The Vermont Supreme Court heard oral arguments March 13 in a caseconcerning public access to student disciplinary records andhearings.
St. Johnsbury’s city newspaper, The Caledonian-Record,sued Vermont State Colleges and Lyndon State College for violating the state’sopen-meetings and open-records laws when the schools denied access to studentdisciplinary records and hearings dealing with violations of the student code ofbehavior and state or federal criminal laws.
In 2000, Lyndon StateCollege refused to release detailed disciplinary records regarding crimes ofviolence or non-forcible sexual offenses to the paper.
In its lawsuit,the newspaper requested that disciplinary records, which include the name of thestudent, the violation committed and the sanction imposed, be available to thepublic under Vermont’s Public Records Act. The Caledonian-Record alsoasked that campus disciplinary hearings be subject to Vermont’s Open MeetingsLaw and open to the public.
The colleges argued that the records wereexempted from disclosure under the federal Family Educational Rights and PrivacyAct. Under FERPA, a school can lose its federal funding if it has a “policy orpractice of permitting the release of [students’] education records … withoutthe written consent” of the students involved.
Last July, a statesuperior court ruled largely in favor of the colleges. Disciplinary hearings andrecords were ruled exempt from freedom of information laws because the courtconsidered them to be education records. The hearings were also ruled exemptbecause, the court determined, more than one official had to be present for themeeting to be considered public. Only one college official attends disciplinaryhearings at Vermont State Colleges.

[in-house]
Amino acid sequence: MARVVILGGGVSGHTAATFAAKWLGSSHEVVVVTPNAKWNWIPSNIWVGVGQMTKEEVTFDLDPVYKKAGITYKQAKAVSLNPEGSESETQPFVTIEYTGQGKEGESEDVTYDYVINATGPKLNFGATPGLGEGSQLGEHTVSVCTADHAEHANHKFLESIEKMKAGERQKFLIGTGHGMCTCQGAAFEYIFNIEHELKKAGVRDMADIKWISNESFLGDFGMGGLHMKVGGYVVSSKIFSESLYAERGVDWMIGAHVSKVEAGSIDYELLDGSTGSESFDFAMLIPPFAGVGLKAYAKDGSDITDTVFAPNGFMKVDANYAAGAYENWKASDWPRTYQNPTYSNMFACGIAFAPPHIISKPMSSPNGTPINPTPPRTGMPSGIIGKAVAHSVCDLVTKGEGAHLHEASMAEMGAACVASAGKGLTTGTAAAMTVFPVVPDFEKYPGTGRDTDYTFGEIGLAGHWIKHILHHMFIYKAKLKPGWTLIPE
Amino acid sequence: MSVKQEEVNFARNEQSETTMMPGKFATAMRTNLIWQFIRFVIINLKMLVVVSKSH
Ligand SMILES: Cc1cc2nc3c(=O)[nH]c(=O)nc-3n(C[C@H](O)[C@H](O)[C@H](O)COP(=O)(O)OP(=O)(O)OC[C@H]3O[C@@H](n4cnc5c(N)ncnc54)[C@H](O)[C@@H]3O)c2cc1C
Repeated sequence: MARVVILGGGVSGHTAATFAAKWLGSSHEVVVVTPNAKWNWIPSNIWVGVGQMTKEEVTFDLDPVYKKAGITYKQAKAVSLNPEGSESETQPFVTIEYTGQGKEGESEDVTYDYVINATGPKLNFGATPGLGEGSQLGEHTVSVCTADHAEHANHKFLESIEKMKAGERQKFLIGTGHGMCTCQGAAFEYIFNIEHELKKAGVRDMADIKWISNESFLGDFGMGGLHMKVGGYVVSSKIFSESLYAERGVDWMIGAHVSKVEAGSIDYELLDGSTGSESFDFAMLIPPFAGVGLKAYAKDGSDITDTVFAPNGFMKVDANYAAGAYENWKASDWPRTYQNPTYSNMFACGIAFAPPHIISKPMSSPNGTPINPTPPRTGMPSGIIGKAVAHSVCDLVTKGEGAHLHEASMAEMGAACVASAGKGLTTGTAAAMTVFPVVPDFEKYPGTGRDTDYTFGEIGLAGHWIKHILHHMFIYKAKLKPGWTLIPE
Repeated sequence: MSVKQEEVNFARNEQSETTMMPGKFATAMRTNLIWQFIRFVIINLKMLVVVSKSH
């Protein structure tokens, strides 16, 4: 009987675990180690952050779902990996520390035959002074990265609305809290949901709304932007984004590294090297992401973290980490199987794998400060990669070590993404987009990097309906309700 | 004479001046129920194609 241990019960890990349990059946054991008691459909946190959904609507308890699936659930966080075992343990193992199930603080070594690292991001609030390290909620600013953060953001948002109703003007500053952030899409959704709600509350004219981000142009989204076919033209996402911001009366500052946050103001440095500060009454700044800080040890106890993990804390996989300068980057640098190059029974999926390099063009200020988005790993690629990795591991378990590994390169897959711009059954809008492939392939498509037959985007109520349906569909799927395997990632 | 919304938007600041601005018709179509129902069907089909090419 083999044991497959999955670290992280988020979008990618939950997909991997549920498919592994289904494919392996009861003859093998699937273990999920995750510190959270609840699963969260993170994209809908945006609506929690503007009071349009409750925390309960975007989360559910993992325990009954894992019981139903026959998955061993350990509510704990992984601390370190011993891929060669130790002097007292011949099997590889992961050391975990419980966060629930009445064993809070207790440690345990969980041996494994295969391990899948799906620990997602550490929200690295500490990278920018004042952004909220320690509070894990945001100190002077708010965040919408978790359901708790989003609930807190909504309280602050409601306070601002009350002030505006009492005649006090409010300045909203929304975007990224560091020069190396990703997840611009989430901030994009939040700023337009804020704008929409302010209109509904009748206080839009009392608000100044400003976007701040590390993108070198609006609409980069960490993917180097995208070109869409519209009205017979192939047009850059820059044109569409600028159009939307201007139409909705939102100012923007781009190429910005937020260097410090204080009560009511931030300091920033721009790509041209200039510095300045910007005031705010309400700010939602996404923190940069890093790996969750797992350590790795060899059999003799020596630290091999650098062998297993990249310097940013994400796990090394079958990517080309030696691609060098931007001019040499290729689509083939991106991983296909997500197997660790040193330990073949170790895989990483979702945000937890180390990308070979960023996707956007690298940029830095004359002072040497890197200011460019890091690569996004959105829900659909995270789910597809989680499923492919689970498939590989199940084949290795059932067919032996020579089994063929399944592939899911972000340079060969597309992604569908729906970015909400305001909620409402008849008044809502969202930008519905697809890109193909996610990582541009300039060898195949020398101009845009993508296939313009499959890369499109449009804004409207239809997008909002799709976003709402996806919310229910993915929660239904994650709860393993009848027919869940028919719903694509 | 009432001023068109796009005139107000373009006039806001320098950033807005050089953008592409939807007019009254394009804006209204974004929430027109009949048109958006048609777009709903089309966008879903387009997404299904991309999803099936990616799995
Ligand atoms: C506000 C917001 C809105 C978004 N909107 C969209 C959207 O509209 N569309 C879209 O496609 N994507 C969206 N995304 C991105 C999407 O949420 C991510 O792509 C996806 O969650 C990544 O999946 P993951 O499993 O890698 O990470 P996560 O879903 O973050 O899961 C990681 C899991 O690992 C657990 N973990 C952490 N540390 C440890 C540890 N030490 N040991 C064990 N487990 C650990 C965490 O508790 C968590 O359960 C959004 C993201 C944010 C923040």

However, the court ordered thecolleges to provide information required by the Clery Act, the federal law thatrequires schools to release annual campus crime statistics and daily incidentlogs. Furthermore, the court ruled that the colleges must provide “open accessto the final results of any disciplinary proceedings” where a student is foundguilty of a crime of violence or non-forcible sexual offense.
Intestimony, Lyndon’s director of security, Charles Lacaillade, admitted that hehad not been trained on the Clery Act and that he had no knowledge of whatconstituted a crime of violence under federal law.
Finally, the courtalso determined that the colleges must open disciplinary hearings if a studentwho is 18 or older waives his confidentiality rights.
A decision by theVermont Supreme Court is expected later this year.
SPLC View: As the casepoints out, the fight for access to campus court hearings and records continues,sometimes – as here – being pursued by commercial news organizations that are asbewildered as student media by the ability of schools to hold secret tribunalsthat often involve serious crimes. This will be the third time a state’s highestcourt has addressed the issue. Thus far, the supreme courts of both Georgia andOhio have required their public colleges and universities to provide greateraccess to their campus court system.